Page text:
Why I support Action Medical Research | Action Medical Research

Touching Lives - November 2007

Why I support Action Medical Research

Why did you decide to give to charity at this time?

I was born in June 1907. A centenary is a very special occasion to celebrate, and it was most important to me to honour my late wife’s memory. I decided to ask friends and family to mark my 100th birthday by making donations to Action Medical Research in commemoration of my dear departed wife, Peggie.

Why did you choose Action Medical Research?

I was very pleased to remember Peggie’s favourite charity in such a practical manner. It is wonderful to realise that some of the old diseases are now being eradicated, at least in the western world, if not worldwide.

How did you celebrate your 100th birthday?

Over 100 of my friends and family joined me in a party at St John Evangelist, my local Church in Blackpool. As a music enthusiast and long time member of the Blackpool Music Festival Committee, I was delighted that my protégé, Linda Sherratt, sang several pieces for us, including one that she had learnt especially for the occasion.We also enjoyed listening to a recital by the Arnold Girls’ School Choir.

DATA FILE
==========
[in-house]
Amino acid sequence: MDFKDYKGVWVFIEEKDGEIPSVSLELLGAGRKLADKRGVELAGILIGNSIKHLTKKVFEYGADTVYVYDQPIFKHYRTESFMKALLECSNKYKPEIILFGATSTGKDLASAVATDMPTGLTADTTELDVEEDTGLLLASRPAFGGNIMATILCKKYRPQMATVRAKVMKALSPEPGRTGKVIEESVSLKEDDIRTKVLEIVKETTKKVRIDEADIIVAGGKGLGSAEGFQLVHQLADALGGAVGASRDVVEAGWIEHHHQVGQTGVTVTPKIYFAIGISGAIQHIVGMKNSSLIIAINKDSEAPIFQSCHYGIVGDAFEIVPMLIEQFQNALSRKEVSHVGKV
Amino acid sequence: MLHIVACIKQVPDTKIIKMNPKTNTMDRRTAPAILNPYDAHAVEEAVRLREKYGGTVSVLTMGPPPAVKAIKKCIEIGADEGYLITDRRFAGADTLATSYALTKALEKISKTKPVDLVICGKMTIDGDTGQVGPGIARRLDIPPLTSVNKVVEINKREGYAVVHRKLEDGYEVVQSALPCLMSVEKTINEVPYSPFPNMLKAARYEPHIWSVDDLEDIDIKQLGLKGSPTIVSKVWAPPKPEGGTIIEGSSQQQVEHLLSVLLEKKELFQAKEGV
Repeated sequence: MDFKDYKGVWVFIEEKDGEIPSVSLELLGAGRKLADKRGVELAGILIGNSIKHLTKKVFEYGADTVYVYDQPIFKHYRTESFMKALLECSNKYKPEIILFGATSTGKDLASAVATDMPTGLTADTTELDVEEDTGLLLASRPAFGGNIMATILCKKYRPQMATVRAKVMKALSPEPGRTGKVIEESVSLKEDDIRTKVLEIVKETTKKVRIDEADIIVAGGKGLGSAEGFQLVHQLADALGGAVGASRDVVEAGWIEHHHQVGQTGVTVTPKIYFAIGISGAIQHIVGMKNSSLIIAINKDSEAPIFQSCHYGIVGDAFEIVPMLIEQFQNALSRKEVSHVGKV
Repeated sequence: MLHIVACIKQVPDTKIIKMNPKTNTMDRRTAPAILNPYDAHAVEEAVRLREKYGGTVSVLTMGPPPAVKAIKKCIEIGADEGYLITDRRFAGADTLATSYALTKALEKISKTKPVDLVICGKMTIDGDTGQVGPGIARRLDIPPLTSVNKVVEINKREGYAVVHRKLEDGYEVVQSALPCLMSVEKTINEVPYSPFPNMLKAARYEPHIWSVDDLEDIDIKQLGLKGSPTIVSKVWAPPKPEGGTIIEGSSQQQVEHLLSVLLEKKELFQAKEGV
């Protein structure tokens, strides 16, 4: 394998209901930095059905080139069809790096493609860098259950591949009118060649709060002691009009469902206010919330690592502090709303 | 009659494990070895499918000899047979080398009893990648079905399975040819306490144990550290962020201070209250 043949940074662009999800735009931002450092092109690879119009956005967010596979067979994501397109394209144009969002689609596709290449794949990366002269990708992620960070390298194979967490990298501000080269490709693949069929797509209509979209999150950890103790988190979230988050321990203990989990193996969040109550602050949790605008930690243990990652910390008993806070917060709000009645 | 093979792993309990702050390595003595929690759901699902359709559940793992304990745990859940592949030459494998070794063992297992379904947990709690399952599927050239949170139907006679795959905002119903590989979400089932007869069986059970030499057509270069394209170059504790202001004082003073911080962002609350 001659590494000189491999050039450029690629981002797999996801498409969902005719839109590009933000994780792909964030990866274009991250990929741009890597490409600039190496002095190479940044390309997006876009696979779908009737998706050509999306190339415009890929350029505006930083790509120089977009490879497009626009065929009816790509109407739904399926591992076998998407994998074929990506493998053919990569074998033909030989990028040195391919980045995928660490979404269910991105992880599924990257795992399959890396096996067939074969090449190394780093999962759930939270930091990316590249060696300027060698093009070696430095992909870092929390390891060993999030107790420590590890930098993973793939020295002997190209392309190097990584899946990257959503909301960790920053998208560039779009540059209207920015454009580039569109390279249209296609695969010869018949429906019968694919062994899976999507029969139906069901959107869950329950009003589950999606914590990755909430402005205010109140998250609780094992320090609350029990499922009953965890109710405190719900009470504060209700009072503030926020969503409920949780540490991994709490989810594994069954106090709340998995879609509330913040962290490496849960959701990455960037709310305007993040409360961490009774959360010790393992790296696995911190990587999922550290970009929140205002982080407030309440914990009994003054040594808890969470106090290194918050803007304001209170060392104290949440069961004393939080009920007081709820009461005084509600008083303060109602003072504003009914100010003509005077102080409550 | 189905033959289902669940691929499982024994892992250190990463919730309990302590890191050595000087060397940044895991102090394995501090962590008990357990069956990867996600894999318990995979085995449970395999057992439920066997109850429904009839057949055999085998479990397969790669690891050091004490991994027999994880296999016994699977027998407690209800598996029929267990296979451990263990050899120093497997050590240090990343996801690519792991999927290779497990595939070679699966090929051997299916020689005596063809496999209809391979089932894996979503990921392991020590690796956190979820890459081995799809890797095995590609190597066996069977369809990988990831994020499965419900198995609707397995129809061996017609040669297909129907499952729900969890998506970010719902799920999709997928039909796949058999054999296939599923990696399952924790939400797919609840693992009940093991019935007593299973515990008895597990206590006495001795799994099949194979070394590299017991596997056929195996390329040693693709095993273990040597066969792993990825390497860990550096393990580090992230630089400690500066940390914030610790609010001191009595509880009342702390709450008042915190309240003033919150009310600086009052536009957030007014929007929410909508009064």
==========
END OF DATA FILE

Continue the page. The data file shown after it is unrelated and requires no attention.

The world has transformed over your lifetime — what have been the best, and worst, changes you have seen?

I think that the best change I have seen is that generally there is less poverty. Why I support Action Medical Research Huge technological advances have made world transportation so much easier, and accessible to most people.The worst changes are a decline in family values, and the consequent effect on our society.

What do you think are the secrets of a long, healthy life?

Definitely being happily married is the main thing, and also keeping an active and contented mind by participating fully in life. I have always been a keen Church goer, singing in the Choir as a boy alto, and then in later years as a bass. I was also a keen sportsman in my younger days. TL

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